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» Monday, July 20, 2009Where Were You? June 20, 1969
In front of the television, of course, with millions of others. I was thirteen that summer, consumed with Moon Madness, abetted by my parents. My dad particularly, was considered a bit odd by his compatriots at work, stolid working-class guys, because he believed there was life "out there." We watched all the space missions together.
It was a hot Sunday in July, particularly notable for us because it was the weekend of the church feast. Summertime was one church feast after the other, St. Mary's, St. Barts, St. Rocco's, Our Lady of Mount Carmel, and more. One Sunday on the way home from the beach we even stopped at a feast held in Narragansett. Our own feast was something we looked forward to each year, especially going out on a silky Saturday night when the air was warm and cottony, parking the car as close as possible, and walking to the area where Park Avenue met Cranston Street and canvas-covered booths crowded the side of the road with carnival games and cotton candy and roasting Italian sausages and above it all, the sweet, sweet scent of doughboys emerging from oil and being sprinkled with sugar. Across the street the band concert continued and people rubbed shoulders as they greeted friends and neighbors.
Sunday morning would be the Procession, with the statue of the Virgin Mary carried down Cranston Street from the church, followed by Scouts, Catechism classes, and other members of the community. At the end of Sunday night, as the dark closed around, the crowd made its way leisurely down Cranston Street toward Atwood Avenue. No one hurried. Kids clutching balloons or pinwheels dashed in and out of adults. In yards along the route people were holding parties, backyards lined with Japanese lanterns or Christmas lights, and even though personal fireworks were illegal, Roman candles and rockets popped everywhere. Almost at the corner of Atwood Avenue was Tommy's house; he owned the grocery store where we shopped and he always had a huge cookout Sunday evening, the final night of the feast. We would stop there, say hello, have a bite of watermelon or burger, then follow the crowd to the baseball field near the new Cranston Police Station, where they would shoot off the fireworks.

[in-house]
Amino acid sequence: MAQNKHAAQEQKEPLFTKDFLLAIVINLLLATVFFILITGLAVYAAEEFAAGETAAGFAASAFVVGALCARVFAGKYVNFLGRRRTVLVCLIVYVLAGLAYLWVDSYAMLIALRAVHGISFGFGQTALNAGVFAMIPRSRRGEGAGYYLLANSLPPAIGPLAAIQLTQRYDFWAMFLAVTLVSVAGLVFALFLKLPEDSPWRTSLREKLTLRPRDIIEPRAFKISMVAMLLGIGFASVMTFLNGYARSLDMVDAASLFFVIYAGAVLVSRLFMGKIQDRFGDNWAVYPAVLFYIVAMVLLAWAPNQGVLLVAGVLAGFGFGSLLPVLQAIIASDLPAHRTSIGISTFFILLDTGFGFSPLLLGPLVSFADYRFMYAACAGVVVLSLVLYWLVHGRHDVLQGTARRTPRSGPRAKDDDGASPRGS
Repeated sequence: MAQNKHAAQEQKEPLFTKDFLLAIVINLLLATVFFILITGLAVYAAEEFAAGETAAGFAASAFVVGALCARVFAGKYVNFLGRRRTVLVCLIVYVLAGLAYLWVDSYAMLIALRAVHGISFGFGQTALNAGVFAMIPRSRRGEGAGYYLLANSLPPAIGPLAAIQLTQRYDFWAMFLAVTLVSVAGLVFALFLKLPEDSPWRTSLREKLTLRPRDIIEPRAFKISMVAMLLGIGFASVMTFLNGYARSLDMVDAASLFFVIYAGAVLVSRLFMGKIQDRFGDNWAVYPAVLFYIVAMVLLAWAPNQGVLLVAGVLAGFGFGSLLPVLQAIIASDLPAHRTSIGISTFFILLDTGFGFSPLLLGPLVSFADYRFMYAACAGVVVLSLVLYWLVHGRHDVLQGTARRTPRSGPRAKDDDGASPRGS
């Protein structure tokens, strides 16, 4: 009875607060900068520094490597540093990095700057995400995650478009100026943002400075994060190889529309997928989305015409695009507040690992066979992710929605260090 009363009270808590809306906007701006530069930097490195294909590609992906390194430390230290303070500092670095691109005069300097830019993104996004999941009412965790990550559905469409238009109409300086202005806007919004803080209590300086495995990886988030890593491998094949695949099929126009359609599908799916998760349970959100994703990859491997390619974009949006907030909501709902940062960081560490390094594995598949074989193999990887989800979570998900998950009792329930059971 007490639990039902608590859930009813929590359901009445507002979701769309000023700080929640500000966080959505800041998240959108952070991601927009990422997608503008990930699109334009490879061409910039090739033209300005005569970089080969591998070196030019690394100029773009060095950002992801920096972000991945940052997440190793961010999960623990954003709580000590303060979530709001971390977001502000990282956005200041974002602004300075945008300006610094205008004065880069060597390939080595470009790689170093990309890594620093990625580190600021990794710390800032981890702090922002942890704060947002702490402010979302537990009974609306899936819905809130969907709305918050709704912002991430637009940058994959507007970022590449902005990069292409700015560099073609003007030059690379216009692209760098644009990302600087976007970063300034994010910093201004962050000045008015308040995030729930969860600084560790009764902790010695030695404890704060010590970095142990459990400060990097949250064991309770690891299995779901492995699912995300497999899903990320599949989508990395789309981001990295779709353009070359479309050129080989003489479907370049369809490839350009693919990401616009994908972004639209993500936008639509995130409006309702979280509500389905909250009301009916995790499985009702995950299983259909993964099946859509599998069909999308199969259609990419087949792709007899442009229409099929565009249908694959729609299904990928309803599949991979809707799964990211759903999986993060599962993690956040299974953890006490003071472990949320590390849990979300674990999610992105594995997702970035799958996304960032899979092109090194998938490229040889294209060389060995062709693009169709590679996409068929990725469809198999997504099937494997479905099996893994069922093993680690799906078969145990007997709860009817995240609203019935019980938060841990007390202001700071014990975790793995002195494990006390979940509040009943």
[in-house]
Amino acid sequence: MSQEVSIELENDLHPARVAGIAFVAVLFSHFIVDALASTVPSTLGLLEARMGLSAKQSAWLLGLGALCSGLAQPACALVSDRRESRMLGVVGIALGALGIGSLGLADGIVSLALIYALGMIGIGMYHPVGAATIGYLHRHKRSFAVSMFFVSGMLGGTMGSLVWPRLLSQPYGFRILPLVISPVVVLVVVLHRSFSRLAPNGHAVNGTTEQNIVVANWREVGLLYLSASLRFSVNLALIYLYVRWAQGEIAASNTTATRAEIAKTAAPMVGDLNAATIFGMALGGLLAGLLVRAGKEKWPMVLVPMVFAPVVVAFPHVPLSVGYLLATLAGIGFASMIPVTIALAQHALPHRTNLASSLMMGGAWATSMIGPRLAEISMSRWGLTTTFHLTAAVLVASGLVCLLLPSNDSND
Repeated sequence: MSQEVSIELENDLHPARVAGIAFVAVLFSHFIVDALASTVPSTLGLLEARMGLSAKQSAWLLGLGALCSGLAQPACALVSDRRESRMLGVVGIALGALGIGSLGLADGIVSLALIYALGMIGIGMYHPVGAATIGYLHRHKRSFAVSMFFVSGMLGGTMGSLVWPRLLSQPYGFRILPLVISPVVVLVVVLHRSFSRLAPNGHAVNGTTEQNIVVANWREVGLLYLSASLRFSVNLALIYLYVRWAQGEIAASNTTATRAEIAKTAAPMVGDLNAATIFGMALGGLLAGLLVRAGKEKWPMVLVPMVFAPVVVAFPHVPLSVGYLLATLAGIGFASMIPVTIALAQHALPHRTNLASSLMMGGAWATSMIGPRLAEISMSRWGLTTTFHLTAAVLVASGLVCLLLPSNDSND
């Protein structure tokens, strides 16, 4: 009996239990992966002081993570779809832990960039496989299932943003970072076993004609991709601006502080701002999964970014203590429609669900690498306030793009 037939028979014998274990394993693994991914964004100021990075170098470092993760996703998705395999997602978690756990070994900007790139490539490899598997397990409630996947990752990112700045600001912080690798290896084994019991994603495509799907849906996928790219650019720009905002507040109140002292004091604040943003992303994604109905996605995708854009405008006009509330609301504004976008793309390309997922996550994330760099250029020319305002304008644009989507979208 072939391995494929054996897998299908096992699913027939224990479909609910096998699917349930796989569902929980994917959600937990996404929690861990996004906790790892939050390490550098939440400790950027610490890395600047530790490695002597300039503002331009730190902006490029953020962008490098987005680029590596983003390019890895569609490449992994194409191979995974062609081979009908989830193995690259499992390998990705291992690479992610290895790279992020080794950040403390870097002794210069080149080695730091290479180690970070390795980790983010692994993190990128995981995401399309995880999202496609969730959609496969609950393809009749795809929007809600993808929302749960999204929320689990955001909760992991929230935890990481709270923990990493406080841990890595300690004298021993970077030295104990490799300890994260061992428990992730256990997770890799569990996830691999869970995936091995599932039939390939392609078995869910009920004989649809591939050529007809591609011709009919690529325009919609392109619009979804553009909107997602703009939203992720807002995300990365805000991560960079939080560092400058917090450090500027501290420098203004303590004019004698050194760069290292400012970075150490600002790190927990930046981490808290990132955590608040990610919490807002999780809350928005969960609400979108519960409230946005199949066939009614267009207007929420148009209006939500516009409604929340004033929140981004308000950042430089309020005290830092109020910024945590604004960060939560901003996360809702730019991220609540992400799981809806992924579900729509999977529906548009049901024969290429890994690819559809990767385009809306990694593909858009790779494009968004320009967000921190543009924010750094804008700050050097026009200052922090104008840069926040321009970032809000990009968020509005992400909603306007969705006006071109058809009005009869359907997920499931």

This Sunday was different, though. We spent it inside, windows and doors flung open to catch the breeze, watching with delight as "Eagle" descended to the moon's surface that afternoon, and hearing the words "Tranquility Base here. The Eagle has landed." (And our favorite line from Capcom, about "a bunch of guys about to turn blue; we're breathing again.")
It would be awhile till the moonwalk, however, so we went for a little while to the feast, but I don't remember much about it, as I had my transistor radio glued to my ear to listen to the media coverage rather than enjoy the evening.
We skipped the fireworks; there were much better ones coming from the moon! We had only a 19" Magnavox television back then, but it was as good as HD to us back then as we watched Neil Armstrong's shadow emerge from the Lunar Module and descend the ladder on its leg, of his light movements until he stepped off the footpad and uttered his now-famous line.
The other clear memory of that mission is a funny one: for days after the moon mission it rained. I mean a gullywasher of rain...it poured and poured. And when you went to the store or the mall there would be some older person commenting darkly that "it was all the fault of those guys landing on the moon."
What a time. Glad I was there. Miss the dreams.